It hadn’t been a pretty night. I’d violated Elysium preventing an assassination, discovered the identity of the Spymaster (and nearly devoured him) and to cap it all off, there were was a swirl of rumors that perhaps the city’s newest arrival was the secret mistress of the Prince of Jerusalem.
I was in no mood to deal with the Seneschal.
I can still remember that night because it was mythical in its negativity. I left game feeling pissed off and drained. Some of that anger was particularly awkward out of game because not only was it bleed over, but the Seneschal was also one of my friends. Our game was full of actors, and like many of them, I had taken a few years of method acting. I had also promptly ported it over to my role-playing. I got nominated for exceptional role-play consistently, but it came at a cost. The thing method acting hadn’t taught me how to cope with was the slide back out of performance space. I was great at getting into a character, and I sucked at getting out of character.
I started participating in live-action role playing games when I was 15. Learning how to cope with that bleed of emotions from the game into my real life was hard, and learned mostly by trial and error. I was surprised when I began experimenting with leaving game at the end of the night was mostly about reversing the process I’d used to enter the game.
Taking Off The Mask
Most of my game clothes were things I’d wear to work or around town. I’d mixed and remixed outfits, added jewelry I’d rarely or never wear outside playing those characters, and carefully developed the ticks, likes and dislikes of my character during their creation and through the course of play. Leaving their headspace was a psychological (and physical) strip-tease. Jewelry was put away, layers of outfits were shed and makeup was scrubbed off hastily in the car after game was called. I played the opposite music on the way home that I’d driven into game listening to. If listening to Britney Spears meant I could leave behind the pain and suffering of a woman embraced in 1948, then I knew what I had to do. Jettisoning as much of the physical weight of playing my character as I could helped me get back to reality as quickly as possible, reversing the process I’d put such pain staking energy to at the start of the night. Putting the prop cards and character sheet away were one more way of psychologically undressing and compartmentalizing my character.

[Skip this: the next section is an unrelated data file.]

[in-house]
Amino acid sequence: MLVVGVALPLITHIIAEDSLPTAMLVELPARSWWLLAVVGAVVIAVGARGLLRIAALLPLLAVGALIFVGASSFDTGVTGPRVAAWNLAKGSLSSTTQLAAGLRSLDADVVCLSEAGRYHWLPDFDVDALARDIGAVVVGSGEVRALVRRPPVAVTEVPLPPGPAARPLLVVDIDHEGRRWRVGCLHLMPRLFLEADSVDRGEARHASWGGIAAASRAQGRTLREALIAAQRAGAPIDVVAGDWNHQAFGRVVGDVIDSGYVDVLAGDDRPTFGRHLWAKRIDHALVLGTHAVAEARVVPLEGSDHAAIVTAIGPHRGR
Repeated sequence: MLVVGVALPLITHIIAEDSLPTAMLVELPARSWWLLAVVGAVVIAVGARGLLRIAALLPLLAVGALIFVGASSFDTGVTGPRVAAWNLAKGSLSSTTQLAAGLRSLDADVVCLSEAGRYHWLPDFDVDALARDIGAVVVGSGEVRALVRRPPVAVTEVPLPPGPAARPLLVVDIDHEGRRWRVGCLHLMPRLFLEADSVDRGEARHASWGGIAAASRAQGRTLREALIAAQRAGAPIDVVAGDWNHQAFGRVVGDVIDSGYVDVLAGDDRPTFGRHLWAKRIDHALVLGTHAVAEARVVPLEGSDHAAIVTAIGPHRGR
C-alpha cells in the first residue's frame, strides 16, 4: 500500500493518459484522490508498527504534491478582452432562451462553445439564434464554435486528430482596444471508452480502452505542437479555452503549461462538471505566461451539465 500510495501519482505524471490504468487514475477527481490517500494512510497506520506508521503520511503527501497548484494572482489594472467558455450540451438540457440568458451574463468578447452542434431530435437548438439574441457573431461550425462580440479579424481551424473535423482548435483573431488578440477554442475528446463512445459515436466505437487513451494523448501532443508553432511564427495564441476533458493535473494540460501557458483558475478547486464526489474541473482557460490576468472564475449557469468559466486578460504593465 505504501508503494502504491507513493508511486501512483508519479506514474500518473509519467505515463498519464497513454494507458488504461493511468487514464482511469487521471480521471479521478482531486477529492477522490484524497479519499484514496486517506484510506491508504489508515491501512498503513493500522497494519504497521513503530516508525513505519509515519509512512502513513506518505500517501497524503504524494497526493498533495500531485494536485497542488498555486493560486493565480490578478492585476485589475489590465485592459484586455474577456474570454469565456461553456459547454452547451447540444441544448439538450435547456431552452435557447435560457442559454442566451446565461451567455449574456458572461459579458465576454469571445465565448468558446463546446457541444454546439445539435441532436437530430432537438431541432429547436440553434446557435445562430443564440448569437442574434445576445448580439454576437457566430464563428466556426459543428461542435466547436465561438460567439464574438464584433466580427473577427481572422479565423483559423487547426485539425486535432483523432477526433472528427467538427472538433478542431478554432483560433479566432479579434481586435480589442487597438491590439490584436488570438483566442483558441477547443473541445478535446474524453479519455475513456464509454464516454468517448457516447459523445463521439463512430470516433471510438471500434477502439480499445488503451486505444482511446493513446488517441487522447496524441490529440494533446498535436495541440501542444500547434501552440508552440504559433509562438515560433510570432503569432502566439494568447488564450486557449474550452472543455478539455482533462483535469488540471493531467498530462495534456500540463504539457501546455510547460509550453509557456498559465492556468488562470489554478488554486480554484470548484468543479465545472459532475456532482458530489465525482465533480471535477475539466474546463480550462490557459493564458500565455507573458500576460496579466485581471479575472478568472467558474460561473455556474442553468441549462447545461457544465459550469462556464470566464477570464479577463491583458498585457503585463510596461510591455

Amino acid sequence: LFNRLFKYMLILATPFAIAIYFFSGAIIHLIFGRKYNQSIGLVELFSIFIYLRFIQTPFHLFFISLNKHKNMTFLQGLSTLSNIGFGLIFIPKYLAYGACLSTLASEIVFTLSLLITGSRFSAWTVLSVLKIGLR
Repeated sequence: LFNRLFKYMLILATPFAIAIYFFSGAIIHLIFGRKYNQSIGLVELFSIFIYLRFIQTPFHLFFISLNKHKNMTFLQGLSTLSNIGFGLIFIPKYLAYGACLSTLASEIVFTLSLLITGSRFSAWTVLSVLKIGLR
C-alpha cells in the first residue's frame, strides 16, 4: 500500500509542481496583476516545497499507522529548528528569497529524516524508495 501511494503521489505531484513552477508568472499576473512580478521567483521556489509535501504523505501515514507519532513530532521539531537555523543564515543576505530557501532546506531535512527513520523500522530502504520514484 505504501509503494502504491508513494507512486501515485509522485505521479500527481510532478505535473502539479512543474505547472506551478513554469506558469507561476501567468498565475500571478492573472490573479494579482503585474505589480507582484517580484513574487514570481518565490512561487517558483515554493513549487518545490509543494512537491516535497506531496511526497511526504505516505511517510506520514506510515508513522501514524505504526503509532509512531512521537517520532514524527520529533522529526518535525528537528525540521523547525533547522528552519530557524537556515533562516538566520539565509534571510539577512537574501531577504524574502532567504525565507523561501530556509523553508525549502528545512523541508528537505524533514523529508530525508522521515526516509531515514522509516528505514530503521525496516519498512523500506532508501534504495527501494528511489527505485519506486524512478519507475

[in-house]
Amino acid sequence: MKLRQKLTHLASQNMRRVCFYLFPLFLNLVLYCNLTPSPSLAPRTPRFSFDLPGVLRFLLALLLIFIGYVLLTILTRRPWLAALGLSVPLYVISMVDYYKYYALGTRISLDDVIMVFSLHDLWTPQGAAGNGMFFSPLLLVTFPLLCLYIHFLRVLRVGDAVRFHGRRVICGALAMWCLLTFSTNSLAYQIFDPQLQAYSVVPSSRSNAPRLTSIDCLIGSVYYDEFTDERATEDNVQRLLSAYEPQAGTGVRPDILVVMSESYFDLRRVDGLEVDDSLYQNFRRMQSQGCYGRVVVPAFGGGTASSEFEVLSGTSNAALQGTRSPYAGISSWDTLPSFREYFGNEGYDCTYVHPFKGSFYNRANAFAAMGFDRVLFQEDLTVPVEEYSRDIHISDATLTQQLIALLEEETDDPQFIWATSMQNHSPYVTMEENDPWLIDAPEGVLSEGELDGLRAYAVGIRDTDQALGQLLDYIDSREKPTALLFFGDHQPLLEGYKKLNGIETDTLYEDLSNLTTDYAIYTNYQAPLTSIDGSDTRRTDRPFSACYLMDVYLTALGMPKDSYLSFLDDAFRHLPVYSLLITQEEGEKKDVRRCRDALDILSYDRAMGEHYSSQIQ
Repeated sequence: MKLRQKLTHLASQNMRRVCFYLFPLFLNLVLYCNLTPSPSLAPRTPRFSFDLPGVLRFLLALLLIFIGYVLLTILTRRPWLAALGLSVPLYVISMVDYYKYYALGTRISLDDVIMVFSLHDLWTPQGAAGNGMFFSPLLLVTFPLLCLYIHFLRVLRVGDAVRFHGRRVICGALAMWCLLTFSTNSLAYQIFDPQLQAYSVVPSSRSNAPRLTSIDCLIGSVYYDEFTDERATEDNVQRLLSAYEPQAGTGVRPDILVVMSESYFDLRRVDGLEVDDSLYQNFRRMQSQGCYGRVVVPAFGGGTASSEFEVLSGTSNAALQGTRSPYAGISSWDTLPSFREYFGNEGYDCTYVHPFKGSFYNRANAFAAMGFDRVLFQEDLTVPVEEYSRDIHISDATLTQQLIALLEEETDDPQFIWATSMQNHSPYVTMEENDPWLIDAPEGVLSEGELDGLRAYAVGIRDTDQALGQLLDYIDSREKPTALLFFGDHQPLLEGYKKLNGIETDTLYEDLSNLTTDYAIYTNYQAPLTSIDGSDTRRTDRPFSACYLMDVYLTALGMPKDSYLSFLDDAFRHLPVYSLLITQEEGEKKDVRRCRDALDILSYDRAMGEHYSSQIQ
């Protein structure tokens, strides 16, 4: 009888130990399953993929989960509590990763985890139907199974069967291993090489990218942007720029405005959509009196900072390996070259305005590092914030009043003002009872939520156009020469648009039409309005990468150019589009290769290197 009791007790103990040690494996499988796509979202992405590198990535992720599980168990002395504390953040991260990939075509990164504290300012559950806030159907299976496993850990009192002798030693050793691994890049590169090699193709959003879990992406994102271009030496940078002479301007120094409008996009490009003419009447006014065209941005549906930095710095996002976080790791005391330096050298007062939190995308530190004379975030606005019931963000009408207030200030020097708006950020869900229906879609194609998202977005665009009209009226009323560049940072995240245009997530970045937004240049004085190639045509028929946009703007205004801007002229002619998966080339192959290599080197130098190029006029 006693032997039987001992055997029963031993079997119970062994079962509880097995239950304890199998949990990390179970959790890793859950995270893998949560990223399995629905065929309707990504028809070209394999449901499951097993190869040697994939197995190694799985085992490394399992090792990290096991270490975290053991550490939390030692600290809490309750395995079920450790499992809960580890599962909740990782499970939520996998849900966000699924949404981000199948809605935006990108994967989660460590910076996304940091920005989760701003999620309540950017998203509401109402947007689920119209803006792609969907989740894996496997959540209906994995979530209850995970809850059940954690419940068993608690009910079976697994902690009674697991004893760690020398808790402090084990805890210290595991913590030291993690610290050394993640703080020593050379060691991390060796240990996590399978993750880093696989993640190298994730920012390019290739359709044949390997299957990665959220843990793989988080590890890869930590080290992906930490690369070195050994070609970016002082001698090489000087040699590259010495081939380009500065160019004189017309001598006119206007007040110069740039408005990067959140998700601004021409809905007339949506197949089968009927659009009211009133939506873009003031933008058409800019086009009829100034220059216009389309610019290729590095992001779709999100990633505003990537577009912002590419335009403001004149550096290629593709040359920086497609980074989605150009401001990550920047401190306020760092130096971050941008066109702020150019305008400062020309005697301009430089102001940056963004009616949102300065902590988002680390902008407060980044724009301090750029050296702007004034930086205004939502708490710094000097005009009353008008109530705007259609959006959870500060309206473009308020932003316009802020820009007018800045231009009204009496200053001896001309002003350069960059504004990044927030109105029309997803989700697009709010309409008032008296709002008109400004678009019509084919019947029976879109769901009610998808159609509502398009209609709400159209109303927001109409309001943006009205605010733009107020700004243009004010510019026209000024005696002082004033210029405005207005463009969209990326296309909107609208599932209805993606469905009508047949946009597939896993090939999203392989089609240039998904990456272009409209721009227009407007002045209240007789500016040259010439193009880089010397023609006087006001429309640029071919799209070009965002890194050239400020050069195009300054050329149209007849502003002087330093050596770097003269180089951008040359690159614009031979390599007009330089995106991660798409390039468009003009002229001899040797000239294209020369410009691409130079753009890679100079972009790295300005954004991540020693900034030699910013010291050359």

The Same Old War Stories
If I had the money, and was willing to be a zombie the next day at work, I’d duck into Afters. Once game had been called we’d spend a half hour debating which Denny’s we were going to based on who still wanted to go and how far away all of us lived. Having coffee and badly seasoned fries after game was an opportunity to debrief. If you had a boring night, you could vicariously enjoy your friends brave and/or incredibly stupid adventures over the chipped Formica table top. Though the experiences we’d all had were fictional, talking them out with each other helped us integrate our nights, separate out the feelings of our characters from our own, and have one more opportunity to share the story we’d just told. Once we’d put away the new/old stories, we’d talk about our jobs, spouses, and hobbies outside of game. Which admittedly, were usually other games.
Home Again, Home Again
Going home after game was the thing that helped the most with putting my character back in the box for the week. One shower, cup of tea and change into pajamas later, there was no trace of the bespectacled vampire I’d been playing that night. I was once again free to be a 20-something klutzy college student who had to work in the morning. Before bed I’d talk to friends over messenger about our plans for the week, my current grad school assignments and anything that had nothing to do with game. Emotionally and physically transitioning yourself out of game is important, especially with the kinesthetic and somatic elements live-action possesses. What you need to curtail excessive amounts of game bleeding into the everyday you is unique to you. Maybe you just need to sign out, peel off your name tag and go home to your cat. Don’t feel weird if your trip out of character only takes five minutes—or fifty. Have fun, relax, and enjoy being you till the next you’re not-you.
Have your own tips and tricks for easing out of character and back to the day-to-day? Feel free to share some in the comments section.